Prince Charles backs ‘Pick for Britain’: ‘The great Second World War movement — The Land Army — is being rediscovered’

HRH The Prince of Wales has posted a message on social media showing his support for the 'Pick for Britain' campaign.

Farmers across the nation are deeply concerned that lockdown restrictions will leave them without the labourers needed to gather this year’s harvest.

While farm workers in Britain are able to continue working, subject to social distancing restrictions, in normal years a large wave of workers from the Continent come to the country to harvest fruit and vegetables.

But a scheme to encourage those who have lost their jobs, been furloughed or who are otherwise unemployed

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“I do not doubt that the work will be unglamorous and, at times, challenging. But it is of the utmost importance and, at the height of this global pandemic, you will be making a vital contribution to the National effort.” . The Prince of Wales has shared a message in support of the #PickforBritain campaign, which encourages anyone looking for work during these unprecedented times to consider a job picking fruit and vegetables this summer. A farmer himself, The Prince is Patron or President of many organisations that help preserve rural communities and protect British agriculture. Find out more about the Pick for Britain campaign and how you can get involved through the link in our Instagram Story.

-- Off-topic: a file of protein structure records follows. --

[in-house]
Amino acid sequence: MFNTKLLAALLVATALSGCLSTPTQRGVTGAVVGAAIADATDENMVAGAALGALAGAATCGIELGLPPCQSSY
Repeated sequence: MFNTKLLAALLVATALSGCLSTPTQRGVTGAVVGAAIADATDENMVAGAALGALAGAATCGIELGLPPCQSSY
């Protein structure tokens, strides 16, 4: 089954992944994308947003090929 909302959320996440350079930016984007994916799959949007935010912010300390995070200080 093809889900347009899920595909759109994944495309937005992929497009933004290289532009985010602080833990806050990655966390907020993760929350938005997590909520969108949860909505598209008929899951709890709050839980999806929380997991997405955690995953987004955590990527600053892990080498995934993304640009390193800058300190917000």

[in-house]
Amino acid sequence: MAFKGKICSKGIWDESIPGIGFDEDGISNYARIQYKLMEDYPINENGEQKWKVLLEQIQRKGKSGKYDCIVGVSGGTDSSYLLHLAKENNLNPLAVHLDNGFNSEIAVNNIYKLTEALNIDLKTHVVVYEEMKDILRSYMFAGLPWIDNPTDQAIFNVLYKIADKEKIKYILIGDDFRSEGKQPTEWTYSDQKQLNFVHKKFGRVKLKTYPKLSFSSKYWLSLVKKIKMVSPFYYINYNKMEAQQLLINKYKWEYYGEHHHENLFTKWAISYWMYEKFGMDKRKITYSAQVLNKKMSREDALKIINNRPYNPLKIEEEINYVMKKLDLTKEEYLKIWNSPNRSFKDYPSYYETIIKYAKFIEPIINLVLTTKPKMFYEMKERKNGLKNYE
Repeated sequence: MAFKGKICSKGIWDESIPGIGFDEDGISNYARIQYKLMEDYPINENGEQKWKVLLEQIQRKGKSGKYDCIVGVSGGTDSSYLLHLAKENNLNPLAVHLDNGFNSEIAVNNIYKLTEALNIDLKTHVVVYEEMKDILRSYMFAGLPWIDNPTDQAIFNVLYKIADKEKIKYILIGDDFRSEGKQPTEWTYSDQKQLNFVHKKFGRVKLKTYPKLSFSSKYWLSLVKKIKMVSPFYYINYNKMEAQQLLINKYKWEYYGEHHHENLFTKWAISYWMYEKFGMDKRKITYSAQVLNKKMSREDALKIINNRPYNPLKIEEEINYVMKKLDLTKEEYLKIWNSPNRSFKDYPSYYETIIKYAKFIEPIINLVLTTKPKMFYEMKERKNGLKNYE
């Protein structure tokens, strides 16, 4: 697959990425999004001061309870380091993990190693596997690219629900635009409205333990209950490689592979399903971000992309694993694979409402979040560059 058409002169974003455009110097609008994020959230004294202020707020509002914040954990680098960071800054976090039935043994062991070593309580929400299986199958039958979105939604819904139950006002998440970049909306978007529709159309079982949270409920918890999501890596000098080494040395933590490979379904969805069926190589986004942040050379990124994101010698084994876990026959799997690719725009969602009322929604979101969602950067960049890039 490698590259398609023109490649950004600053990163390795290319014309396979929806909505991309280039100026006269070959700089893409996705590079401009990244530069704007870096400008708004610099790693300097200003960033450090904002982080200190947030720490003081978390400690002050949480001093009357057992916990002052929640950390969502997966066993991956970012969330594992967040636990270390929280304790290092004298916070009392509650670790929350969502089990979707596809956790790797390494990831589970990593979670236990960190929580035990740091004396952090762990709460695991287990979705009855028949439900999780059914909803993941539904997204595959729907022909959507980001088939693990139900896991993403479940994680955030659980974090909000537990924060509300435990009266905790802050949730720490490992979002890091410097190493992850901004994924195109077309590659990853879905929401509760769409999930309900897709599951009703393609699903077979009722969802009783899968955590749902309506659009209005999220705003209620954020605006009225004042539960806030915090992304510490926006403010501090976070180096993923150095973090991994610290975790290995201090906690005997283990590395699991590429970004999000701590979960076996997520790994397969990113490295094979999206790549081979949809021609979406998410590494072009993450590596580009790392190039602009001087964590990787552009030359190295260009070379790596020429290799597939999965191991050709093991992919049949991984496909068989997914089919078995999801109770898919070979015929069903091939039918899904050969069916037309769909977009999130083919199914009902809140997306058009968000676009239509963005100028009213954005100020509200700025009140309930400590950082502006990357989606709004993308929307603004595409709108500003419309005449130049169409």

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The Pick For Britain scheme got off to a slow start, with a confusing number of alternative options for would-be workers to register their interest. Now, however, a coordinated effort is up and running at pickforbritain.org.uk, a campaign being run as a partnership with the Agriculture and Horticulture Development Board, Association of Labour Providers, British Growers, Department for Environment, Food & Rural Affairs and the National Farmers Union.

Many who are keen to help will have questions, most of which seem to be answered on the site’s FAQ page, but the key things to note is that no experience is needed, the minimum age is 18 (though some farms will have jobs for 16-year-olds), and that you can expect to work a full week, possibly in shifts, generally starting very early and finishing in mid-afternoon. Many farms will also provide accommodation at a legally-mandated rate of £52.85 per week or less, allowing city-based workers to stay on the farm where they’re working.

In addition, workers who have been furloughed from their regular jobs will be able to get involved, so long as their employer gives permission. With the Chancellor of the Exchequer having extended the scheme into the autumn, that alone could provide a large potential pool of workers.

See pickforbritain.org.uk for more details and to get involved.